Davisons Country Village: Located in the picturesque town of Vernon, this orchard village is a hidden gem in the Okanagan. There is something for everyone at the farm. Meet friendly farm animals, take a tractor tour, and eat fresh at the Deep Dish Café. Give yourself an afternoon because there is much more to explore!

Waterfront Park:  Craving the beach, play, and food? This park is a tourist attraction all throughout the year. Sandy beaches, a broad boardwalk, skating/rollerblading rink, food trucks, and more! Not too far from your Kelowna hotel, this park is a great for kids to play while the parents unwind after a long day of sightseeing.

Big White Ski Resort: It’s not Canada without snow! Big White Ski Resort is a must-go place for all snow sport lovers. Experience world-famous champagne powder snow across 118 ski runs, shop the village, and relax in the day spa! They have various packages for amateurs as well as experts to explore. If you’re visiting during the summer, they also have extensive bike and hike trails.

See why Kelowna is the best vacation destination, no matter what time of year you visit. The BEST WESTERN PLUS Kelowna Hotel & Suites has been offering guests a convenient launching pad to all there is to enjoy in the Okanagan. Best Western Kelowna’s amenities and extras include fibre optic internet, a mineral pool, hot tubs, free hot breakfast buffet, fitness centre, spa, a restaurant and pub and more. With dozens of eco-tourism awards and a LEED Silver environmental wing as well as a sprawling, grassy courtyard surrounding its 176 rooms, this Best Western Plus has become one of the most popular ‘green’ and pet-friendly Kelowna hotels.

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North America

Hiking Adventures in Bryce Canyon National Park

Hiking Adventures in Bryce Canyon National Park

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The Bryce Canyon National Park in southern Utah is one of the best places to visit if you’re looking for adventure and challenging hikes. The place is filled with gorgeous trails, amazing landscapes, and some of the most challenging hikes in the world. To make it even better, the national park is also home to an amazing sunrise and sunset.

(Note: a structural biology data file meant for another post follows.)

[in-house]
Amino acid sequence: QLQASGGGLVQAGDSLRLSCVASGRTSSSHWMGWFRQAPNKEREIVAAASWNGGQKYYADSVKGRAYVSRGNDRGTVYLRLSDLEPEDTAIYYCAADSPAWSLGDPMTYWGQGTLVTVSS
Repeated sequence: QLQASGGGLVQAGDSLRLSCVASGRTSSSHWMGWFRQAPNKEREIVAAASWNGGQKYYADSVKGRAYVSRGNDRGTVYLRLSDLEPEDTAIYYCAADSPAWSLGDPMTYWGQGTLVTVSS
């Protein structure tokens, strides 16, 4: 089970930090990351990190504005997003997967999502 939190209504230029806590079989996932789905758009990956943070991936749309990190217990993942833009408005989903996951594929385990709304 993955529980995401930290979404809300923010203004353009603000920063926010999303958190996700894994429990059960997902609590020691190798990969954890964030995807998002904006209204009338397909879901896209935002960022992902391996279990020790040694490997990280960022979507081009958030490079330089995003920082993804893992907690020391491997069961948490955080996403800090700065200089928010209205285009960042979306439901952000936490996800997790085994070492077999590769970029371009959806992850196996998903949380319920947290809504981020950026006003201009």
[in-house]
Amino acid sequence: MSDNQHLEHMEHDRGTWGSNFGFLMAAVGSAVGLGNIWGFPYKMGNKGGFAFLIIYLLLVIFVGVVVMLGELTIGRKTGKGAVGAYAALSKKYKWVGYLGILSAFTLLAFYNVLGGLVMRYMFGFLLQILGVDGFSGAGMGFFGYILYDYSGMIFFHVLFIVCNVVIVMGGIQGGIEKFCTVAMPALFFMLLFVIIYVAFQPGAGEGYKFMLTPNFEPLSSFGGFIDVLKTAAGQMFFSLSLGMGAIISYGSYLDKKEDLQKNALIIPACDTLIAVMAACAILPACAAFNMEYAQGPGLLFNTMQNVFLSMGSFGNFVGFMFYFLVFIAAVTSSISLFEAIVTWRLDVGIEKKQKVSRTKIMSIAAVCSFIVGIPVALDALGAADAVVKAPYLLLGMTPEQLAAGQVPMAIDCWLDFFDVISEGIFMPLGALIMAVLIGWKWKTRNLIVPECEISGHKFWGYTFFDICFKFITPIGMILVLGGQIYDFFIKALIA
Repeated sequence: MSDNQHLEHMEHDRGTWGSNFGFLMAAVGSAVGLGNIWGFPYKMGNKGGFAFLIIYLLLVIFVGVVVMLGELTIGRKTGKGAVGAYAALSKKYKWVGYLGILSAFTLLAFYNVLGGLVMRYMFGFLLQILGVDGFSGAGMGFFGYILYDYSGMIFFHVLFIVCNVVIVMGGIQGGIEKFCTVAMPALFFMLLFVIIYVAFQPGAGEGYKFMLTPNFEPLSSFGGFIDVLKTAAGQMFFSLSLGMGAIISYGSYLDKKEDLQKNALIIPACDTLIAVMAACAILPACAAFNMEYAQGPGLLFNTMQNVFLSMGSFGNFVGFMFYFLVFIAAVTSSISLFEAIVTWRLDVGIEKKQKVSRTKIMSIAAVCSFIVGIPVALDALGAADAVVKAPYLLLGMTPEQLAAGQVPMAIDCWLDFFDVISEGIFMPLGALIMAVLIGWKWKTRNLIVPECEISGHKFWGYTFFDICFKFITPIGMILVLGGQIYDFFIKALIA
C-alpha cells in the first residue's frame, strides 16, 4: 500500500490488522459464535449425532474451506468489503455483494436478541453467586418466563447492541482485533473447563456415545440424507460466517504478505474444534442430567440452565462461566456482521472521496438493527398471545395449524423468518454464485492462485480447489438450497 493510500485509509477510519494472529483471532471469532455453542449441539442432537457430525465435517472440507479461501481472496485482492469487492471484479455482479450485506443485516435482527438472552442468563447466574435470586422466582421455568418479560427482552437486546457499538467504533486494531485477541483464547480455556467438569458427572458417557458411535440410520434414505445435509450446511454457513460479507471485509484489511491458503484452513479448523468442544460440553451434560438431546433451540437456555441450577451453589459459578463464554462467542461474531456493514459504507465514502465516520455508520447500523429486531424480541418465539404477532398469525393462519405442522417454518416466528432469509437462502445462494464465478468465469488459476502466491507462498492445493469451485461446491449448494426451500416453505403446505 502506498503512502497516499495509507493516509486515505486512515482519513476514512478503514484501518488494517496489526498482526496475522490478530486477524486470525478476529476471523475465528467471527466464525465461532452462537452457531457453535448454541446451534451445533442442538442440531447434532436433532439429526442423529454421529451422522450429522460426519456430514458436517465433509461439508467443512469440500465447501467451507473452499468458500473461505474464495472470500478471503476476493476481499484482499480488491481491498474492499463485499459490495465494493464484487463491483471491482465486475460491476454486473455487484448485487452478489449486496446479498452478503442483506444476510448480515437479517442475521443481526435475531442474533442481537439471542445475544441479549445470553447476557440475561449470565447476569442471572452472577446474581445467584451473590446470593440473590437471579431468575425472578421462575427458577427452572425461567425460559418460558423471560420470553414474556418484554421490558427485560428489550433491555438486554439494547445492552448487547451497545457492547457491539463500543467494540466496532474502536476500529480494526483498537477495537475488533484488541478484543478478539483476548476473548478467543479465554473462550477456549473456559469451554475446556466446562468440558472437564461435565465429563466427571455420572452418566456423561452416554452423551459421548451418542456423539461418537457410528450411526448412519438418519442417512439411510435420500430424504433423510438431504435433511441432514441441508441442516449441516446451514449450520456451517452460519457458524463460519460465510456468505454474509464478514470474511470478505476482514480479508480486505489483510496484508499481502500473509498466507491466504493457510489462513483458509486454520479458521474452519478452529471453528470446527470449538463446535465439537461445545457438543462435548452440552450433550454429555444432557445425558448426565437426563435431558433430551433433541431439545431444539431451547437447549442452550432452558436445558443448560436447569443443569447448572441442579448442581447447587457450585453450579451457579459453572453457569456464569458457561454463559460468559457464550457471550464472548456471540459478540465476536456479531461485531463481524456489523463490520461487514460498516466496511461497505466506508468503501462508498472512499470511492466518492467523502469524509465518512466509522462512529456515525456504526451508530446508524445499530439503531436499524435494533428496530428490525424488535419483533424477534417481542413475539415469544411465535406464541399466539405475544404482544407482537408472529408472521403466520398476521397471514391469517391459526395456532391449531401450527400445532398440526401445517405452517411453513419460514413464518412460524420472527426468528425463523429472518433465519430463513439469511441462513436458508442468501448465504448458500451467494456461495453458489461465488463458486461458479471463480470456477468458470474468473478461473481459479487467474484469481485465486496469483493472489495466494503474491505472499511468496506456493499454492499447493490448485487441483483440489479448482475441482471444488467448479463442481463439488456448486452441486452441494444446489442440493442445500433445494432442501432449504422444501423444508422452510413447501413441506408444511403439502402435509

There are several hiking trails you can try if you are up for an adventure. There is a hiking trail for everyone too, regardless of your experience level and the kind of challenge you want to face. Here are the best ones to consider.

The Rim Trail

The Rim Trail at Bryce Canyon National Park is perhaps the easiest hiking trail to try. This hiking trail is perfect for those who simply want to enjoy a nice walk while absorbing the majestic scenery of the national park. You can start the trail from several points since the route forms a loop that takes you all around Bryce Canyon.

If you’re staying in the Bryce Canyon Lodge, Sunrise Point is a good place to start. As the name suggests, this is the perfect starting point for early risers who want to enjoy sunrise in Bryce Canyon. Make sure you have your camera ready for a spectacular photo opportunity.

From this point, you can see the Bryce Amphitheatre clearly. Make your way to the Boat Mesa and you will walk past places such as the Mormon Temple and Queens Garden. With just 200 feet of elevation to deal with, this is an easy hike that you will certainly enjoy.

Navajo Loop Trail

On the other end of the scale, we have a fairly challenging hiking trail to conquer. The trail starts from Sunset Point, just south of the Bryce Canyon Lodge. Again, this is the place to be if you want to enjoy a nice view of the sunset in this area.

This trail involves visiting the Silent City, a gorgeous combination of limestone and urban sprawl. You will also be walking past Wall Street, Bryce Canyon’s signature attraction. The narrow walls are just too good to miss.

From this route, you can choose to return to Sunset Point or explore other short hikes, including the Queens Garden route and the Peekaboo Loop Trail. Both of these routes are equally challenging, but very enjoyable to try.

Mossy Cave Trail

The Mossy Cave Trail offers something entirely different. You can see the spires of the park up close without having to go down the amphitheater when you choose to walk this hiking trail. That said, the trail starts 4 miles past the park’s entrance. Nevertheless, it is an interesting hiking trail to try, especially if you visit Bryce Canyon often and want to enjoy something entirely different on your next trip.

These hiking trails are all worth trying. They offer adventures like no other and will help ensure you enjoy your trip to the Bryce Canyon National Park.

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Meet Cole and Adela

Cole and AdelaWe have been wearing out our jandals (Kiwi for flip-flops) on our travel adventures around the world since 2009. We think our blog is thought provoking and a little witty. But we have been proven wrong before. Find out more about us here...